This original article appears at DBW (Digital Book World) Daily. Digital textbooks is a great idea and I have done some looking into it, being interested in the construction side of e-books. It’s interesting though that students have not yet signed on to the idea of digital textbooks even though they may be cheaper and certainly easier to lug around. Maybe it has something to do with the reasons I gave in my earlier post about reading e-books, and the fact that I end up ordering in some cases, all formats of a book, especially one I intend to review.
Summary of the article:
Gutenberg Technology, a French company, has launched a new piece of software that promises to help publishers accelerate their e-textbook creation process. It’s expensive to use (read more about the costs) but allows publishers to create hundreds of e-textbooks a month for multiple platforms and update them easily and remotely. (Read more about the details here.)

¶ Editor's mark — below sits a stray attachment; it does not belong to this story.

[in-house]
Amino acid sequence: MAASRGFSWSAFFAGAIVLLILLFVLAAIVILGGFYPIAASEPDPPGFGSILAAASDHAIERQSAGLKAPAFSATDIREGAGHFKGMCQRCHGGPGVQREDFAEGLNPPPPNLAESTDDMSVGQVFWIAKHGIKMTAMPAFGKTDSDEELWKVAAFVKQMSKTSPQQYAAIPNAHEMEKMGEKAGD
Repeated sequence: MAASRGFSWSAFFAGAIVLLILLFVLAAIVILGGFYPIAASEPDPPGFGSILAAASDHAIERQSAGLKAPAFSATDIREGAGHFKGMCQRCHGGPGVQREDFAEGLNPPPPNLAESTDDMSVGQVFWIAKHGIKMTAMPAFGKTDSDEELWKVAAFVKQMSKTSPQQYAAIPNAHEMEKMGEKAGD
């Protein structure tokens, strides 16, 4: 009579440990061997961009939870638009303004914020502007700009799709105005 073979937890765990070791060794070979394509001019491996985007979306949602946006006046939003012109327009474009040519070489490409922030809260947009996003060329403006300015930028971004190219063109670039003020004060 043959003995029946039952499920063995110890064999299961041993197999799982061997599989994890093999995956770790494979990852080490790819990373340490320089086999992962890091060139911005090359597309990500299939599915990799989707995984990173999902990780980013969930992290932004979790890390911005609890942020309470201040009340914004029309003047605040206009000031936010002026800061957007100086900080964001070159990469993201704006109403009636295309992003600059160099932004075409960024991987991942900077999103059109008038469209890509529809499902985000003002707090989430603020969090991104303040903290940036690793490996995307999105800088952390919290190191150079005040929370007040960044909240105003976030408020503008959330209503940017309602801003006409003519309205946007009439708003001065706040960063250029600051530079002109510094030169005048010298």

The problem is, students don’t like e-textbooks yet. In several states, schools have engaged in pilots and surveyed students about how they liked the less expensive, lighter product. The results haven’t been encouraging for the publishing industry.
Still, the industry presses ahead. Major educational publishers like Houghton Mifflin Harcourt and Macmillan are gearing up for the coming changes. Outside investors are spending big bucks trying to get into this market.
How much will publishers spend, though, to create the products students don’t yet want but will someday?
- Uncle Sam Pushes E-Textbooks, But Students Push Back (digitalbookworld.com)
- E-Textbooks? Sec’y of Ed Wants ‘Em, But Students Far From Sure (Publishing in the 21st Century 31 Oct 12)
- Independent iBook textbook publishers like School Yourself thriving despite the “Big Three” publishers (digitaltrends.com)